347 W. 3rd Street,
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Previous Names: Broadway Theatre, Unique Theatre, Savoy Theatre, Rialto Theatre
The Broadway Theatre was opened on July 11, 1904, with seating provided for 515. It presented vaudeville and moving pictures. Following a remodel, it was renamed Unique Theatre from April 2, 1907. After a further remodel it was renamed Savoy Theatre on October 5, 1913. On October 7, 1921 it was renamed Rialto Theatre. Lester P. Humphreys was the owner of the Rialto Theatre when it was damaged in a fire on March 21, 1930.
On May 4, 1949 it was renamed State Theatre which had 900-seats. It was a short lived venture which included burlesque performances and closed on November 3, 1951. It was demolished in 1958.
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Alfred Morganstern launched the Broadway Theatre on Third Street on July 11, 1904 with live vaudeville opening with Maude Still and after five live acts, new moving pictures. On April 2, 1907, the remodeled Broadway became the Unique Theatre with vaudeville opening with Tommy Ryers and his trained monkeys and the Unique-o-Scope with some pictures on the screen. On October 5, 1913, the remodeled Unique became the Savoy Theatre opening and closing the evening with movies on the aluminoid screen and five live vaudeville acts between. On October 7, 1921, the remodeled Savoy became the Rialto Theatre.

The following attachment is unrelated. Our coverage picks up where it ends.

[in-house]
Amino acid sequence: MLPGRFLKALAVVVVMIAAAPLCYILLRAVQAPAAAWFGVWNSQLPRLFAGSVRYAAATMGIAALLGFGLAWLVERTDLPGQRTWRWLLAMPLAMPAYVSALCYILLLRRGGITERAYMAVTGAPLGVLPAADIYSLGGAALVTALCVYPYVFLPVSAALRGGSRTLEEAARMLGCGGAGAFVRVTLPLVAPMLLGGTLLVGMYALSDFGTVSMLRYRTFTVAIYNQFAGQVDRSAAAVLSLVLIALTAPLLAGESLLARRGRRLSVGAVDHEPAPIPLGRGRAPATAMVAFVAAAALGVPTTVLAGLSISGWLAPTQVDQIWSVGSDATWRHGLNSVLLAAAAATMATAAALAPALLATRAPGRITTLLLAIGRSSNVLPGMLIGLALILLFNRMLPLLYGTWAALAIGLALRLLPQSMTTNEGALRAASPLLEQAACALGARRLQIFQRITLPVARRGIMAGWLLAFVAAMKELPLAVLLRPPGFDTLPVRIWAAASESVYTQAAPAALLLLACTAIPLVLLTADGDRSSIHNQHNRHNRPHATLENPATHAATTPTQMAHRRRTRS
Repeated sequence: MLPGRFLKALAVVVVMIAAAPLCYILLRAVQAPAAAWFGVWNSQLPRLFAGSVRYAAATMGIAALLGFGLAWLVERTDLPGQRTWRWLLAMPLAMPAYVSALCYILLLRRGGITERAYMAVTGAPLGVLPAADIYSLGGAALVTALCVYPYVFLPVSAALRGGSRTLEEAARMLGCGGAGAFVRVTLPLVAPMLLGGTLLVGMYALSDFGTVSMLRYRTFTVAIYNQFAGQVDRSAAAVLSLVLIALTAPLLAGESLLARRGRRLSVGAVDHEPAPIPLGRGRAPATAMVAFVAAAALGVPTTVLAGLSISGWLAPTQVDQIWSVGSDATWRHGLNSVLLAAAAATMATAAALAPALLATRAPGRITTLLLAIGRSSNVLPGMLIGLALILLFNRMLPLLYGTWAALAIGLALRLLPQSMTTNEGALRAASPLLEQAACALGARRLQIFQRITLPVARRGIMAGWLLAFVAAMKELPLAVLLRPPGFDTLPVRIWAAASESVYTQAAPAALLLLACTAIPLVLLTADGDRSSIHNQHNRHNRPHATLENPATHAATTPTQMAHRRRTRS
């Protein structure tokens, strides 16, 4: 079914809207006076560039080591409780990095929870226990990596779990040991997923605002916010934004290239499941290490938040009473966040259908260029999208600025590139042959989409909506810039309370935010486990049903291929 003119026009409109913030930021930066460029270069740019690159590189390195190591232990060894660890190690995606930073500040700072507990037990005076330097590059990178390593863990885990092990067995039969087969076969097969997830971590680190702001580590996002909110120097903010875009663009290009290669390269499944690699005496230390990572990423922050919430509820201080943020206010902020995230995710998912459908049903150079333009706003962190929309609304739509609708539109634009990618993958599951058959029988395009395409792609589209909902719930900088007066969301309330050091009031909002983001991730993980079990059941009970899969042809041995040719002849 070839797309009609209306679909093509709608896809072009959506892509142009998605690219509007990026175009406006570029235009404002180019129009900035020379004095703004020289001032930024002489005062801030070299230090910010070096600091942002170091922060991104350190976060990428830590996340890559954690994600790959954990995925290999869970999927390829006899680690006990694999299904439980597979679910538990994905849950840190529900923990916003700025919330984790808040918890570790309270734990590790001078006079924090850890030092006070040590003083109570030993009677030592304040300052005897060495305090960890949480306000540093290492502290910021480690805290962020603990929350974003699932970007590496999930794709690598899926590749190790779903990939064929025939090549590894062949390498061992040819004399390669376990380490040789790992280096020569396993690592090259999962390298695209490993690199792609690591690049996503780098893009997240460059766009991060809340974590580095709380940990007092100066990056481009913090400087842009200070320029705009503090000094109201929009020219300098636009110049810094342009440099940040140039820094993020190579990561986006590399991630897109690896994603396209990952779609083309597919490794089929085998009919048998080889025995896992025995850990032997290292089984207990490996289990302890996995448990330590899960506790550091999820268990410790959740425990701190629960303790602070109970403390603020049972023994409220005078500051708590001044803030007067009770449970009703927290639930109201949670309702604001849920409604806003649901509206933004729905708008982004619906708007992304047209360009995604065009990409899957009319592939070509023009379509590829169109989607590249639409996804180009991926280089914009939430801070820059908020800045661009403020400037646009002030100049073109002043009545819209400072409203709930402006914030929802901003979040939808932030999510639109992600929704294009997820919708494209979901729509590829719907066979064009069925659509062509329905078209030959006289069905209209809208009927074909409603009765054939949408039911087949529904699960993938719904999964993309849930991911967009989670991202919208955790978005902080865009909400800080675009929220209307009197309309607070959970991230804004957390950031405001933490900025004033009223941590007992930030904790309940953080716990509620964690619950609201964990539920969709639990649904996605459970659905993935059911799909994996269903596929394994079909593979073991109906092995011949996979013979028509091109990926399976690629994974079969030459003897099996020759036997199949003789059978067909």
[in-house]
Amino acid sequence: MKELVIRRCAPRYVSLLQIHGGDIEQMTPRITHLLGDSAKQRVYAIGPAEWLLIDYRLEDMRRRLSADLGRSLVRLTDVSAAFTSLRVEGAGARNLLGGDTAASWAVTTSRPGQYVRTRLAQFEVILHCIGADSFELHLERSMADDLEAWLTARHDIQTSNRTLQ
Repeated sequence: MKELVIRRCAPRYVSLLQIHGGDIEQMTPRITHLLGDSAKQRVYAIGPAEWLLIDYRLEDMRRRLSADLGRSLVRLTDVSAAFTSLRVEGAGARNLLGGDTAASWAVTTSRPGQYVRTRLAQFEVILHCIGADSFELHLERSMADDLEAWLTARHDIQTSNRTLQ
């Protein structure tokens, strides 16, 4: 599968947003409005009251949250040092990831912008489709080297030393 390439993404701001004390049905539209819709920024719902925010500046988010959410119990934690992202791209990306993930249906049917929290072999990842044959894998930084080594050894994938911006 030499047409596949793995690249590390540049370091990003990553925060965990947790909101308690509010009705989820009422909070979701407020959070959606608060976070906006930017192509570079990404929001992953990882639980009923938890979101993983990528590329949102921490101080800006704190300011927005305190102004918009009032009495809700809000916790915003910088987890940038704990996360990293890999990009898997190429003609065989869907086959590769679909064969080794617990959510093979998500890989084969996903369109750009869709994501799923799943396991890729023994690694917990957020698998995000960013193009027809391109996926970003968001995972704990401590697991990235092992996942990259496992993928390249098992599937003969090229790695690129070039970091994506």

A nitrate film explosion on March 21, 1930 closed the theater in need of a new projection booth. Lester P. Humphrey (no “s”) was the tough luck new operator of the charred venue. A remodeling effort took place with the theater relaunching remaining as the Rialto Theatre. Humphrey then sold the venue to James and Donald G. Knapp on July 9, 1932. The elder Knapp also had run the Temple and Strand prior to his death in 1933. The theater got a new marquee and a streamline look in 1936. Dietriech and Feldman remodeled the Rialto in 1946. The theatre devolved into a house playing exploitation and “adults only” film titles closing at the end of 1948.
On May 4, 1949, the theatre came back under new operators as the State Theatre with Jackie Cooper in “Where Are Your Children?” and “Are These Your Parents?” The operators promised “always a good show” for 25 cents - a rule that was violated on the very first day of operation. The State Theater’s policy changed to burlesque on September 21, 1951 with comedian “Little Jack Little” direct from Las Vegas and Lorraine Lee. Shows were 83 cents. That may have ended after the November 3, 1951 show that also featured Dempsey v. Willard boxing highlights. In 1953, the venue was used as a house of worship “at the State Theatre” and then called the Revival Center in 1958.
Likely shouldn’t be referenced as the Savoy Theatre.